Foreign Policy Research Institute A Nation Must Think Before it Acts Party Politics and Foreign Policy in East Asia

Party Politics and Foreign Policy in East Asia

In January 2005, FPRI convened a conference on the increasingly important role party politics is playing in foreign policymaking in East Asia, and the constraints foreign policy factors are imposing on party politics in some countries in the region. Conference participants attributed variations among nations to differences in the institutionalization and strength of political parties and governmental institutions; electoral systems and constitutional structure; degree of political polarization or cleavages in society; and external political constraints. Conference participants included Cheng Li, Michael Davis, Shelley Rigger, Robert Pekkanen, Gilbert Rozman, and Shin-wha Lee (papergivers), and Theodore Friend, Thomas Christensen, Avery Goldstein, Vincent Wei-cheng Wang, Jacques deLisle, Shin Fujihira, and G. Cameron Hurst (commentators). Articles based on some of the papers presented at the conference appear in the Summer 2005 issue of Orbis, FPRI’s quarterly journal. Articles in press may be seen at: Science Direct. A video of the panel on Taiwan and Hong Kong can be viewed at this website.

China: Intra-CCP Bipartisanship and Foreign Policy

Cheng Li argued that two informal coalitions are engaging in partisan competition and bipartisanship in the Chinese Communist Party today that approximates and may lead to party politics. Li identified “elitist” and “populist” coalitions that have party-like characteristics: they have relatively clear leaders and bases of support, conflicting positions on policy issues, and common support for the legitimacy and stability of the political system.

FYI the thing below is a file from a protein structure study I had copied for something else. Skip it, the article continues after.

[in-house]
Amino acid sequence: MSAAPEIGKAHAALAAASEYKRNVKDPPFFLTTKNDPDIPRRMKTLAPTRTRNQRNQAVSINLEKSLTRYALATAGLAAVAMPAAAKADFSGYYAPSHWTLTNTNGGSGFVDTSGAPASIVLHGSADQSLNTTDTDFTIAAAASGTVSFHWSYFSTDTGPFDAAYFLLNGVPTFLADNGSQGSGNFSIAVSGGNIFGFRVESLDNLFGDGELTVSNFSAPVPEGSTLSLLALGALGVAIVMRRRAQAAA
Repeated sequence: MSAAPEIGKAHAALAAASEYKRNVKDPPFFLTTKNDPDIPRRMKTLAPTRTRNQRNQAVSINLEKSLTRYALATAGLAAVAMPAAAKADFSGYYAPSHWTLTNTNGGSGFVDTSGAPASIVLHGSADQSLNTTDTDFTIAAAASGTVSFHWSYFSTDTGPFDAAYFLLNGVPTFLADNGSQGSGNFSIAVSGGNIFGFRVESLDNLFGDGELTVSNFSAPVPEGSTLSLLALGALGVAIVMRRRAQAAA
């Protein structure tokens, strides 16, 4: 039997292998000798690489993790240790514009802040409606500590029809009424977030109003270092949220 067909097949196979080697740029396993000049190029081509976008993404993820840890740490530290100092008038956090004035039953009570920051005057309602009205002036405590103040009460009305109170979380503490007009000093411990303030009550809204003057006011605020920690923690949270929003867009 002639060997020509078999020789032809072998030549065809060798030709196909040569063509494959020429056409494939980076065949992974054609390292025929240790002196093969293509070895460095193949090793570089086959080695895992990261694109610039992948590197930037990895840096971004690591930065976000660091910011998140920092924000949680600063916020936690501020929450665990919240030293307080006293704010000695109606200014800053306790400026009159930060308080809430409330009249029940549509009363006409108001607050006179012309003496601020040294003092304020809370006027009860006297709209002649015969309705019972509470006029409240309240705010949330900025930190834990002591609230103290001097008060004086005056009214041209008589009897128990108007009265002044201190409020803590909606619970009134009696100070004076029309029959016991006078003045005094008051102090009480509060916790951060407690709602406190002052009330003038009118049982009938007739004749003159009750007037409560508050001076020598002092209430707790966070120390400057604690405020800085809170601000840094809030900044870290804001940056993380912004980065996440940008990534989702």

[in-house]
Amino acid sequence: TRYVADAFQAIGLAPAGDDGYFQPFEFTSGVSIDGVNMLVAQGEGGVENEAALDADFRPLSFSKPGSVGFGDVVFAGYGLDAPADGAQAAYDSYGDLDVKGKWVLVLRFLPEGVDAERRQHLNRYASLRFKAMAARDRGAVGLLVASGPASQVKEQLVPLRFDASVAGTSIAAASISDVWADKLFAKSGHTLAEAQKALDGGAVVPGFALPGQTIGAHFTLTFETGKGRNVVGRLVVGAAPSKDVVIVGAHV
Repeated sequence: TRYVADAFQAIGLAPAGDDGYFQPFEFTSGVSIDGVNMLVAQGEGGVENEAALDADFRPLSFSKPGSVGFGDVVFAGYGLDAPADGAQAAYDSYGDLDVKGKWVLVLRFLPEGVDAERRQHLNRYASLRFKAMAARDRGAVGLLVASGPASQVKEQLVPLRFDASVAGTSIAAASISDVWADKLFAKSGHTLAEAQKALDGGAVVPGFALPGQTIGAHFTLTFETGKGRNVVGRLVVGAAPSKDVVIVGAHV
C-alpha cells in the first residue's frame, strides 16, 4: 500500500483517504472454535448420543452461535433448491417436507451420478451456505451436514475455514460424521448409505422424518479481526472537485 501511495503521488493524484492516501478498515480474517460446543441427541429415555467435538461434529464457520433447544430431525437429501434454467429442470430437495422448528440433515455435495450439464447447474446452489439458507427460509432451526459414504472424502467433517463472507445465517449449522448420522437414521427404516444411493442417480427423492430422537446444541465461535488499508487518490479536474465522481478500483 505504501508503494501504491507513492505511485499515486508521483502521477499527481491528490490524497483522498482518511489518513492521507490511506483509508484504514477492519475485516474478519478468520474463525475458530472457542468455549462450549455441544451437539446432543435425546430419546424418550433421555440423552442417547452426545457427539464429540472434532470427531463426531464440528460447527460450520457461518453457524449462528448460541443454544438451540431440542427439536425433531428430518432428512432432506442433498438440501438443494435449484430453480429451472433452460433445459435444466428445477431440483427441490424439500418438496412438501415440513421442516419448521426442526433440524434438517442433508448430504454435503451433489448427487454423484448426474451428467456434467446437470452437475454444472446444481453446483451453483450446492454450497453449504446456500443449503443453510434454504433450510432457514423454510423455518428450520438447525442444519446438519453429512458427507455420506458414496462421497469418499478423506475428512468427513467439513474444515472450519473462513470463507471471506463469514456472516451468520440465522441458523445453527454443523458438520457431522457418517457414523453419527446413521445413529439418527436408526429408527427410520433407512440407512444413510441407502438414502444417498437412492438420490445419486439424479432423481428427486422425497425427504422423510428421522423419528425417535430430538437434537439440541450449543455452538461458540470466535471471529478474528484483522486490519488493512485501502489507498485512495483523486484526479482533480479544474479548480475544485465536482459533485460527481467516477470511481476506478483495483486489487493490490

The elitist camp is headed by former President Jiang Zemin and Vice President Zeng Qinghong. Its leaders typically have backgrounds in the finance, trade, foreign affairs, and education bureaucracies. They often gained their professional experience in Shanghai and other advanced coastal areas and tend to identify with those regions and China’s entrepreneurial class. They favor growth over equity and are less interested in political reform. The populist camp is led by President Hu Jintao and Premier Wen Jiabao. Its leaders mostly have backgrounds in provincial and local government, the Party organization, propaganda or youth departments, and legal affairs. Many have spent their careers with, and champion the needs of, the less-developed inland regions, declining old industrial areas, and weaker social groups. Elitists and populists generally balance each other in leadership posts in key political-governmental institutions.

Li and commentators Avery Goldstein and Thomas Christensen offered divergent assessments of whether these informal groups constitute the sprouts of two- or multi-party politics. Li pointed to the relative equality of power between the two; their shared aversion to radical systemic change; and their shared commitment to strengthening the regime’s governance capacity and assuring China’s major- power status. Li added that top leaders in both camps apparently recognize that moves toward transparency, accountability, and democracy could help the Party address its problems of legitimacy and competence. In this relatively benign context, Li envisioned that the populists (and perhaps the elitists) might pursue their policy goals in part by seeking to widen the political arena beyond elite party circles. Such developments could help pave the way toward multi-party politics and democratization.